We deal with a lot of data daily--collecting it from a bevy of sources in thousands of formats; standardizing it all into a common format and cleaning it up as much as possible; updating databases and archives; and so on.
Not surprising for an information commerce business, but also not without its challenges.
When you move such massive volumes of data, you need a lot of bandwidth in both wide-area and local-area networks. And you need a lot of storage. That's where the challenges start.
We have demanding data-performance requirements, complex data life cycles and complex retention requirements, so many of the usual strategies don't work well for us.
When I started looking at the data management challenge a couple of years ago, we were in a race between the growth in the data volumes to be stored and the declining cost of storage at various performance levels. It was clearly a race we were in danger of losing.
If we continued on the path we were taking, we'd spend our entire capital budget on storage within a few years. Something had to give.
We looked for a strategy that would allow us to store and protect our data, but at a reasonable cost. We aren't done yet--we may never be "done"--but we've made progress. Here's what worked--and some issues yet to be resolved.
Limiting the data that sits on the highest performing and most expensive storage is essential, but it isn't easy. When you've been used to having fast access to your data, it's hard to learn to think ahead and schedule recall from lower performing storage systems for those few occasions when high performance matters. A combination of better definition of management classes and retention periods has helped, but the hardest part has been changing habits--and then keeping up the new storage management disciplines over time.
I was surprised at how much data gathering and analysis was required to get our new management and retention policies in place. And wasn't I ready for the amount of backsliding that occurs if we don't both automate the enforcement of those policies and regularly report on how well they are being followed.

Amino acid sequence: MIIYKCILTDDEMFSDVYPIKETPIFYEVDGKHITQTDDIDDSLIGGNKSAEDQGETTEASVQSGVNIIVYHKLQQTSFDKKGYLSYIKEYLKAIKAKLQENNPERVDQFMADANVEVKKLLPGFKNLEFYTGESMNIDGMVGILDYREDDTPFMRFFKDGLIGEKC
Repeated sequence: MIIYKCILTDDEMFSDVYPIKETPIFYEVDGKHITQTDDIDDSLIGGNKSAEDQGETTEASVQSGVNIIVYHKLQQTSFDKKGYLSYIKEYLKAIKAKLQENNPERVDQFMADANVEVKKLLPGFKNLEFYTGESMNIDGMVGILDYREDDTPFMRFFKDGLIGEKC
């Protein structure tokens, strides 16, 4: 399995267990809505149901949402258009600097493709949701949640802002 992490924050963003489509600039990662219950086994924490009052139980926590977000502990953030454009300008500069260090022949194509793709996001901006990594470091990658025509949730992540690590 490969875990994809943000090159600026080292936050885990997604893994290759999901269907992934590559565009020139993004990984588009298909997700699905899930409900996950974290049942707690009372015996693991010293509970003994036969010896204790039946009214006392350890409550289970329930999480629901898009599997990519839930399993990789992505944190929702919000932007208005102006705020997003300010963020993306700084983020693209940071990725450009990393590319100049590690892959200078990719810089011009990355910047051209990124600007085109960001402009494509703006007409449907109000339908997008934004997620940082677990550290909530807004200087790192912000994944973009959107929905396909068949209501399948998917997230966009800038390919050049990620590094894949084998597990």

But we are making progress--we will eliminate nearly 50 percent of our Tier-1 storage requirements this year and make significant progress on Tier 2 and Tier 3. These are critical gains. It will save us enough capital to invest in better tools and monitoring capabilities, things we now know we will need to succeed.
We've made less progress on the life cycle of the platforms. Every four years we have to replace the arrays; if we keep them longer, the drive failures rate increases dramatically.
Even if the drives did not fail, data movement speeds improve enough over a four-year period that I will want to swap out the storage array (which I can't usually upgrade) to take advantage of these faster speeds.
So a refresh every four years is going to take place. What we don't like is (a) how much data we have to move (our largest arrays hold over 400 TB) and (b) that at every refresh we have to repurchase the software that runs the arrays and the tools that manage them.
It's as if every time I replace a server I have to re-buy the OS license, rather than transfer it. We are no longer willing to do that, leading to some interesting conversations with our vendors.
By the end of 2009 we will be making some critical decisions about the direction our storage platforms will take for the next five years. It's going to be interesting.
This article was originally published on 10-06-2009
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